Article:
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International legislation

- The United Nations Convention on the Law of the Sea, held in Montego Bay in 1982, set out in Article 2 that state sovereignty is exerted on the water column, seabed and subsoil as well as the natural resources and the airspace over it. Salto de línea Article 149 refers specifically to archaeological and historical objects found in the Area, which should be preserved or disposed of for the benefit of mankind as a whole, with particular regard being paid to the preferential rights of the State or country of origin, or the State of cultural origin, or the State of historical and Salto de línea archaeological origin. With regard to these objects, Article 303 sets out the following:Salto de línea "1. States have the duty to protect objects of an archaeological and historical nature found at sea and shall cooperate for this purpose.Salto de línea 2. In order to control traffic in such objects, the coastal State may, in applying Article 33, presume that their removal from the seabed in the zone referred to in that article without its approval would result in an infringement within its territory or territorial sea of the laws and regulations referred to in that article.Salto de línea 3. Nothing in this article affects the rights of identifiable owners, the law of salvage or other rules of admiralty, or laws and practices with respect to cultural exchanges.Salto de línea 4. This article is without prejudice to other international agreements and rules of international law regarding the protection of objects of an archaeological and historical nature."

- The United Nations Convention on the Law of the Sea was ratified by Spain in 1997.Salto de línea The Convention for the Protection of the Archaeological Heritage of Europe (Valletta, 1992) was ratified by Spain in 2011. Articles 1 and 2, which refer to the definition, identification and protection of archaeological heritage, considers elements of archaeological heritage to be all remains and objects and any other traces of mankind from past epochs which are located in any area within the jurisdiction of the Parties, including those found under water.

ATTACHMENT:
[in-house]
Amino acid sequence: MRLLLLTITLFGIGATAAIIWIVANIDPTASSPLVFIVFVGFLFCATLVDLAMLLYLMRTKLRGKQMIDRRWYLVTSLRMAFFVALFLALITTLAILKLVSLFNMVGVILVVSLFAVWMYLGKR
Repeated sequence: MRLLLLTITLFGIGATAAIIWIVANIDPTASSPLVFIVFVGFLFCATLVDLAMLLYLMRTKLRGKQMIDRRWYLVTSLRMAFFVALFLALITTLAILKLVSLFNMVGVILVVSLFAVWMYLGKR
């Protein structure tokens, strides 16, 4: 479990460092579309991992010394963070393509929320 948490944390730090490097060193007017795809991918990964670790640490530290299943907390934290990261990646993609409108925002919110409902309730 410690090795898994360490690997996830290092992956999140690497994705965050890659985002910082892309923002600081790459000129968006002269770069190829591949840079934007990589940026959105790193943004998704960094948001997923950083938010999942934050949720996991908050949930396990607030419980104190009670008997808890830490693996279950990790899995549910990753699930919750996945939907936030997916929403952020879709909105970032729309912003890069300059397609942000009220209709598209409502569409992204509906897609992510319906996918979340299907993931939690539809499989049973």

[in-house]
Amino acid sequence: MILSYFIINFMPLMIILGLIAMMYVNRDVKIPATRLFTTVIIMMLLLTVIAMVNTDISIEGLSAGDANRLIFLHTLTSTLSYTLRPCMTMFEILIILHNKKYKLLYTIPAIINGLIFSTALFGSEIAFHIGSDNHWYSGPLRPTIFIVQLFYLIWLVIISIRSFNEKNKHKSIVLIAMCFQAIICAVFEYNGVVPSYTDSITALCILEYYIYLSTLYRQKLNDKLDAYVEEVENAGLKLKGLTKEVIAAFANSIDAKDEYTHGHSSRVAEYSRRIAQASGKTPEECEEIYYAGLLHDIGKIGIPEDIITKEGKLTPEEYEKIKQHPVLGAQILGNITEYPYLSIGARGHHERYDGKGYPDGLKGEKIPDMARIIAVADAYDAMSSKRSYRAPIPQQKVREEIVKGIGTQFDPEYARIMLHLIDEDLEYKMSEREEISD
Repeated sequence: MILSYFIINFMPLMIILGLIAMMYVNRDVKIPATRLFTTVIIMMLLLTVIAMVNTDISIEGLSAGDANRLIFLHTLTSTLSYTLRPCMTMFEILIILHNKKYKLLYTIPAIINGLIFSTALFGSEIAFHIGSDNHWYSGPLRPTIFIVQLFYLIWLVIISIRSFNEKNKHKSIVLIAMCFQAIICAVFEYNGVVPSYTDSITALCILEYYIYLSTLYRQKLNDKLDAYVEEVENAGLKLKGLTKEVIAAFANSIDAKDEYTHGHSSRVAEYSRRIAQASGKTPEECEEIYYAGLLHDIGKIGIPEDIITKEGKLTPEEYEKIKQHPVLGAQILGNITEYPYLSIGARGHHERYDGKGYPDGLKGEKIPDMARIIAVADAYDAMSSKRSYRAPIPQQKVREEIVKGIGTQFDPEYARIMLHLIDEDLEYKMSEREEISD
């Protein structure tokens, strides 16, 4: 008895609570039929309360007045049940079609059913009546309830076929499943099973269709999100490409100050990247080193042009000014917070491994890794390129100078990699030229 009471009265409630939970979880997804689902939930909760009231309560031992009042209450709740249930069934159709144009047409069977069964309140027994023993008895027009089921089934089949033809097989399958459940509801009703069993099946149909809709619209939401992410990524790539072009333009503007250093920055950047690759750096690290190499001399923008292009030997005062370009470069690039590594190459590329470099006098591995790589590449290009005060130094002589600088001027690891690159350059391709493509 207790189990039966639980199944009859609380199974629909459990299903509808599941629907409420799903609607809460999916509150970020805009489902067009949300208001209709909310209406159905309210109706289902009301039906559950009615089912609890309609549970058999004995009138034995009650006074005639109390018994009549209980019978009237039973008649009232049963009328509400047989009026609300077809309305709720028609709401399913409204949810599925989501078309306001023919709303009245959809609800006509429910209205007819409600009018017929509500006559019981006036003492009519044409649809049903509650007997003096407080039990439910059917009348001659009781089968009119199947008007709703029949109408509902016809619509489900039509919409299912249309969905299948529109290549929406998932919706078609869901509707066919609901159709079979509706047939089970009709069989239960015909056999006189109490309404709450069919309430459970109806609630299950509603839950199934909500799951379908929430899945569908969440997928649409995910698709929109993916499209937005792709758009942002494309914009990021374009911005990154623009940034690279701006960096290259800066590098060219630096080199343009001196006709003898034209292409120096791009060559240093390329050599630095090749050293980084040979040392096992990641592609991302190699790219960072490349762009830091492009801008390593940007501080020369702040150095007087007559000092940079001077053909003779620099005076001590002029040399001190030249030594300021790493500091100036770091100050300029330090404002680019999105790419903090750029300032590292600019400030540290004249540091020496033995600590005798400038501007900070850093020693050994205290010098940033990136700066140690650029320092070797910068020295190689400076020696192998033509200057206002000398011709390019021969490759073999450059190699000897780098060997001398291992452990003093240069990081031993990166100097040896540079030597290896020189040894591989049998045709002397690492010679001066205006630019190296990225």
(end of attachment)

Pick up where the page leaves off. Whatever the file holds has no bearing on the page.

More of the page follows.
Salto de línea - The Convention on the Protection of Underwater Cultural Heritage, approved by the General Assembly of the United Nations in Paris in October 2001, aims to ensure the effective protection of underwater cultural heritage and preserve it for the benefit of future generations. The Convention establishes the general framework for action via a set of basic principles that must be universally respected, among which are: the non-commercialisation of the property found; its legal protection; the inalterability of underwater cultural heritage; the obligation to conserve it, with its in-situ preservation as the preferred option; the scientific treatment of the discoveries; and collaboration and cooperation among countries. Salto de línea Today forty-two countries have ratified this Convention. Spain ratified the Convention in 2005.